The Body Covers: The 36th Annual Meeting of the Infectious Diseases Society of America
The Short-Term Cost Benefit of Effective HAART
November 13, 1998
References Abstract: Trends in the Costs of Care of Suppressed versus Non-Suppressed Patients with HIV (Abstract 405)
The authors examine further the cost benefits of providing maximally suppressive antiretroviral regimens during a period of increased protease-inhibitor use for the study period January 1996 (N=525) through December 1997 (N=723). The non-Medicaid/non-MediCal study population was privately insured, caucasian men (95%) living in HIV managed care areas in California and Texas. Suppressed patients were defined as those individuals who had an HIV-1 RNA < 400 copies/mL during each quarter of analysis during the two-year study period. Average monthly costs per HIV member (MPM = member per month costs) were calculated for both drug and non-drug costs and reported for both suppressed and non-suppressed patients. Prescription drug costs (88% were antiretrovirals) and non-drug costs (hospital, laboratory, home services, etc) were predominantly actual amounts submitted for claims.
The proportion of these patients with a non-detectable VL increased each quarter from 6% in the first quarter of 1996 to 56% in the last quarter of 1997. For both suppressed and non-suppressed patients, the average HIV MPM drug costs increased each quarter from about $600/month to ($950 - $1200), however there was no statistical difference between the drug costs between the two groups. The average HIV MPM non-drug costs per quarter decreased or both suppressed (from $400 to $120) and non-suppressed patients (from $800 to $400), however the non-drug costs for the non-suppressed were significantly higher. Overall, the average HIV MPM costs for the suppressed and non-suppressed patients remained relatively stable, however the average MPM costs for the suppressed (~$1050) was significantly lower than for the non-suppressed (~$1600).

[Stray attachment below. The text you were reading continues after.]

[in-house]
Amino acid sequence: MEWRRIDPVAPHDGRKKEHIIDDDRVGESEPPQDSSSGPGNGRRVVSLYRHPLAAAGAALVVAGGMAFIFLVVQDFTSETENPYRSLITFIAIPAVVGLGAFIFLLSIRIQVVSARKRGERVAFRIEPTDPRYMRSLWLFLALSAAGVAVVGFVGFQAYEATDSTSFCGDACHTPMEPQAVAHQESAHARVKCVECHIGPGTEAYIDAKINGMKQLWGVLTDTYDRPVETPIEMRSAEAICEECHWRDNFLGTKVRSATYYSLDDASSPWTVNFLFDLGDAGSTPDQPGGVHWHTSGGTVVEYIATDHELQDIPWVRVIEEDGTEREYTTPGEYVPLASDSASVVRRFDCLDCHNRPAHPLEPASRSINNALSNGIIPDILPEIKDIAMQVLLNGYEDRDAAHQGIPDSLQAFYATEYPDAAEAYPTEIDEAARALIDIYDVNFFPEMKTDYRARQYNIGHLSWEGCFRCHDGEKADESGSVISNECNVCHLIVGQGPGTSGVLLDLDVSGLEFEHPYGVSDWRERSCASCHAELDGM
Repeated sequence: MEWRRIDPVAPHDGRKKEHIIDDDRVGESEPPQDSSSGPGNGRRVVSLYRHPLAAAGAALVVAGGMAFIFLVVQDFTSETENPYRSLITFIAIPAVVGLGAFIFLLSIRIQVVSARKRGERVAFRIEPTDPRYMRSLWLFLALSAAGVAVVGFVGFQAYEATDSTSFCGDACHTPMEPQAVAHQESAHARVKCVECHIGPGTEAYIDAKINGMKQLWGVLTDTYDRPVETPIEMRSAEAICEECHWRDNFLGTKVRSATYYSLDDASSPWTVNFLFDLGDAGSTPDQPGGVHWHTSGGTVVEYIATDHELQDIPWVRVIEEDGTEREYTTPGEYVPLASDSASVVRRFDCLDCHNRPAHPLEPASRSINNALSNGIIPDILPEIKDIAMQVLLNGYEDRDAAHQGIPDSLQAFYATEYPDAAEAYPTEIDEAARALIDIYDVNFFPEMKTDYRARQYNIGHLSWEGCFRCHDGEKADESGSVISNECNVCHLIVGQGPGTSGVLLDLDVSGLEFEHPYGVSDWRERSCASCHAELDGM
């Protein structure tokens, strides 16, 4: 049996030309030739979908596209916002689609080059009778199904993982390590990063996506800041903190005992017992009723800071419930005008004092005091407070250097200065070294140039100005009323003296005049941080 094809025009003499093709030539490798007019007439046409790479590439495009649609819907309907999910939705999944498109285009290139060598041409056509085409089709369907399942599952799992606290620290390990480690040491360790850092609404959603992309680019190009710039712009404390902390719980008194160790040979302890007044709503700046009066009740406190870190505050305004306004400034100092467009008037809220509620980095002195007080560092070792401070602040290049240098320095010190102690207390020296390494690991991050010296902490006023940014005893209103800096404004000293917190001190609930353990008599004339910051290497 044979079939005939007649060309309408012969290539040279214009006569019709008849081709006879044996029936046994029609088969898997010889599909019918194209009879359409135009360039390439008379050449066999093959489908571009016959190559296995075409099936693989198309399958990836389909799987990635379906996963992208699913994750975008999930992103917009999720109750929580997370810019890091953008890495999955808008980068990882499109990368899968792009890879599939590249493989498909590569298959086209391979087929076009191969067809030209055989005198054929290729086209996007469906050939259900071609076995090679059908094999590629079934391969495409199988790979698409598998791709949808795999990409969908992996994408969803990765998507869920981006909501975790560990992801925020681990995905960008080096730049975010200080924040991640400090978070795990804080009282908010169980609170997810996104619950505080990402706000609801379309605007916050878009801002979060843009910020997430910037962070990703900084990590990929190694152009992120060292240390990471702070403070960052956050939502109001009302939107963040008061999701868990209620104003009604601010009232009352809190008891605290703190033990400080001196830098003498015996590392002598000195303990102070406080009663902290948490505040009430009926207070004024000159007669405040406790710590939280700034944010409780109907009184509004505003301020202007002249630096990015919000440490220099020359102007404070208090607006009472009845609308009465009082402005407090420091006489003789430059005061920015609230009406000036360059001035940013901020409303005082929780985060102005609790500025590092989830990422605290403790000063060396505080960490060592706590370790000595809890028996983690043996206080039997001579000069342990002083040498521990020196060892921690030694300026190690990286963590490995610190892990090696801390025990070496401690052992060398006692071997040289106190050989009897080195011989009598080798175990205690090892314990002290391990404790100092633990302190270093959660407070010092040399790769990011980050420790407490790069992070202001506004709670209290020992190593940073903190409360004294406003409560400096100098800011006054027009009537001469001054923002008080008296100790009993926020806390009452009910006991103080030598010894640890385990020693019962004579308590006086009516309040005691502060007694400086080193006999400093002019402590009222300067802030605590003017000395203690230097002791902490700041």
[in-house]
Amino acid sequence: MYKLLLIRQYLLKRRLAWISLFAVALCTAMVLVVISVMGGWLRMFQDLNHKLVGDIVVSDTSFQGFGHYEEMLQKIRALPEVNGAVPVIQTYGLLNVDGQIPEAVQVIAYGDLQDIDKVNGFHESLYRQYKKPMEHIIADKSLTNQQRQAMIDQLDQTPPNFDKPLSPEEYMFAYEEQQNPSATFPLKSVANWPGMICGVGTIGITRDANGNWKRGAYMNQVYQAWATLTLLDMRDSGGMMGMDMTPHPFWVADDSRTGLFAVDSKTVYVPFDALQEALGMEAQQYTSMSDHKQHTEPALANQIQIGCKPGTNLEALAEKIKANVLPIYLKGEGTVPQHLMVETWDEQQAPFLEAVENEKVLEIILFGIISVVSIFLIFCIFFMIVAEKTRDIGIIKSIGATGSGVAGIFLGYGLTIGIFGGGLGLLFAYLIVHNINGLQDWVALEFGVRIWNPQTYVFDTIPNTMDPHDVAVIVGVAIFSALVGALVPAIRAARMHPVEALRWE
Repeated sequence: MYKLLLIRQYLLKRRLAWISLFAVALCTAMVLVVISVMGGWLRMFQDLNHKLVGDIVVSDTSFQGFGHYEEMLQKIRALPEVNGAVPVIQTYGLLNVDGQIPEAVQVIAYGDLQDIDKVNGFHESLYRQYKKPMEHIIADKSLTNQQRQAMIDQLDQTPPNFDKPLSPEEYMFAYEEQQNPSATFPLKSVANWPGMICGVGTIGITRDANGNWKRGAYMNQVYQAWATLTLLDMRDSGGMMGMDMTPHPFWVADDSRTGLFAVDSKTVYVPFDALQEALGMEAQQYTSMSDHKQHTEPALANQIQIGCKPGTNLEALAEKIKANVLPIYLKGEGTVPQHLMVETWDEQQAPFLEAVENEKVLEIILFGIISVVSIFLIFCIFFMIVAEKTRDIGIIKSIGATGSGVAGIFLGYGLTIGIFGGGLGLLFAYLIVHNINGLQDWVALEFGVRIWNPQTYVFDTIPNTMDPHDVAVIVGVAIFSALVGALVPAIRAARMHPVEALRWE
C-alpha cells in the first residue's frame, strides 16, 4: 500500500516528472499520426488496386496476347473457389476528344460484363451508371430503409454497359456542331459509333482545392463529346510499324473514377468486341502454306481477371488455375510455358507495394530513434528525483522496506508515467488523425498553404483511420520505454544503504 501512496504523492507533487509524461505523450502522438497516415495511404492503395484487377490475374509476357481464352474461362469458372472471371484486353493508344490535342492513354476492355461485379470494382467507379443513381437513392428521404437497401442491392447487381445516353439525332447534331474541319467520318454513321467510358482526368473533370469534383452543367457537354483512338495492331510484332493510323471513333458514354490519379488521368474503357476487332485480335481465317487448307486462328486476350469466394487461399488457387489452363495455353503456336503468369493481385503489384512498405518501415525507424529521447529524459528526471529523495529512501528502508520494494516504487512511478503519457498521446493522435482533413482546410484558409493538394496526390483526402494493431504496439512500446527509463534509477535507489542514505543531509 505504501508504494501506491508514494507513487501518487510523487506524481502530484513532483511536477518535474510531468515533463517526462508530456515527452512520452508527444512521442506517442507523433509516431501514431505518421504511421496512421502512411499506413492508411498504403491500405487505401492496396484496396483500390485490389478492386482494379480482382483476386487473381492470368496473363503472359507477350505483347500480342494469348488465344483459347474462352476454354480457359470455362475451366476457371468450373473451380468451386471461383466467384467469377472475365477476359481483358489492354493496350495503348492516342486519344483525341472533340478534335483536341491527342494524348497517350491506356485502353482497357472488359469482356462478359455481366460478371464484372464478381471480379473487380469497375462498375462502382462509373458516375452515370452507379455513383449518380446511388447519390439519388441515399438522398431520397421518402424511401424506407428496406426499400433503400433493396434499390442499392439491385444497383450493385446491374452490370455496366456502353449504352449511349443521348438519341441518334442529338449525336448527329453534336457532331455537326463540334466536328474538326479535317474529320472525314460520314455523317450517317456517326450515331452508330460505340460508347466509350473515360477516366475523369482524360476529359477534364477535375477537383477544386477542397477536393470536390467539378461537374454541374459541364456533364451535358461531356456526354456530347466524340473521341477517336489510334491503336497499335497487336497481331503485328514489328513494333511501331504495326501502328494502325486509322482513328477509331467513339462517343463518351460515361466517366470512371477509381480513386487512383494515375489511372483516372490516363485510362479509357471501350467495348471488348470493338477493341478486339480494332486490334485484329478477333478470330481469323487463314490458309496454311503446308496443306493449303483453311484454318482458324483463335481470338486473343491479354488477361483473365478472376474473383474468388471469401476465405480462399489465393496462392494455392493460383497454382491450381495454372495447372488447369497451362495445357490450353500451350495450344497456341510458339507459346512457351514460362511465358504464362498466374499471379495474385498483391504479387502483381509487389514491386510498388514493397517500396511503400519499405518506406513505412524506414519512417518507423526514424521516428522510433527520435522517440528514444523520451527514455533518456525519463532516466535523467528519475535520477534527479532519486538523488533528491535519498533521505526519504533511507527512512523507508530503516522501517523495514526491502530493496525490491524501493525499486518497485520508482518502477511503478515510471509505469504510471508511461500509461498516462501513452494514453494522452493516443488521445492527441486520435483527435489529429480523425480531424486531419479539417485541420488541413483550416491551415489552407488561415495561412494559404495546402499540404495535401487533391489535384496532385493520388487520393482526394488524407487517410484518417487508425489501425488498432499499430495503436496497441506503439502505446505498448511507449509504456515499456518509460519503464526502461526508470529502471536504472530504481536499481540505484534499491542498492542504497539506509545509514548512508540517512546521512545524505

Abstract 404: Impact of Increased PI Penetration and Correlation with a Decrease in Opportunistic Infection Incidence Rate or HIV Infected Population in a Ryan White Title III Funded Program
While the above data cannot be generalized to more marginalized populations who have traditionally not had accessible health care nor derived the same benefit from HAART as have white men, a companion poster described the OI incidence decrease associated with increased PI use in a more marginalized population in Dallas. While a cost analysis was not included, in other cost analysis studies of HIV, the decreased costs associated with PI use have been secondary to decreased hospitalization costs associated with preventing OIs. The study population (N=644) included 41% women and 51% were Black and 12% were Hispanic. All patients received their care in Ryan White-funded Commmunity Care Clinics. Mid-year penetration of PI use in the population was 2% (1995), 20% (1996), 41% (1997) and 51% (1998). During that same time, the OI incidence decreased from 22% in 1996 to 10% in 1998. OI incidence was similar for Blacks and Whites for each year of analysis, however was significantly higher for Hispanics. While OI incidence decreased in both Blacks and Whites from 1996 to 1997 (from ~22% to 8%), OI incidence increased marginally for Hispanics (from 22% to 29%); no comparable PI use data were available for each race/ethnicity.
The combination of the two presentations continue to provide support for the short-term cost benefit of using effective HAART, both in white men who have derived the best survival benefits from such therapies, as well as for more marginalized populations in terms of decreased costly OIs. Still unanswered is whether these cost benefits will be sustained as patients fail therapies, develop adverse consequences from these therapies, or survive longer and develop more costly non-HIV complications. This may be particularly relevant for marginalized populations in primary care who also have increased age-specific morbidity and mortality for non-HIV medical complications (e.g. hypertension, diabetes, coronary artery disease, renal failure, etc.).
Authored by: Urdaneta ME, Markson LE, Barrett J, Hamel E, Lapins D
Abstract: Impact of Increased PI Penetration and Correlation with a Decrease in Opportunistic Infection Incidence Rate or HIV Infected Population in a Ryan White Title III Funded Program (Abstract 404)
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